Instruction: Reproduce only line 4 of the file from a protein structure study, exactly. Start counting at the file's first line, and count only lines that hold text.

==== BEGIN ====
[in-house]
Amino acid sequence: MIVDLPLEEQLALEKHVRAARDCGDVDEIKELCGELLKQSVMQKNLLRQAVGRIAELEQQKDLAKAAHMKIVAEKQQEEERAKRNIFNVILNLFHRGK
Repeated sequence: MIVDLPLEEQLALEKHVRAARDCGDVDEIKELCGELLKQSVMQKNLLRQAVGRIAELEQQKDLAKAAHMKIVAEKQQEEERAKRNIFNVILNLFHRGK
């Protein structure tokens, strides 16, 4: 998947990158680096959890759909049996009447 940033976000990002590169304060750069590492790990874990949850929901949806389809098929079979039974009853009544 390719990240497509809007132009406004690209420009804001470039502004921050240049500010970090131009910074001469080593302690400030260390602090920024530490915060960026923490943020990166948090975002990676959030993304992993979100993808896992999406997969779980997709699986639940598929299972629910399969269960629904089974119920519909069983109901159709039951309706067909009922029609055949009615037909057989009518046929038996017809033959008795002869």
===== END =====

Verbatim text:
């Protein structure tokens, strides 16, 4: 998947990158680096959890759909049996009447 940033976000990002590169304060750069590492790990874990949850929901949806389809098929079979039974009853009544 390719990240497509809007132009406004690209420009804001470039502004921050240049500010970090131009910074001469080593302690400030260390602090920024530490915060960026923490943020990166948090975002990676959030993304992993979100993808896992999406997969779980997709699986639940598929299972629910399969269960629904089974119920519909069983109901159709039951309706067909009922029609055949009615037909057989009518046929038996017809033959008795002869």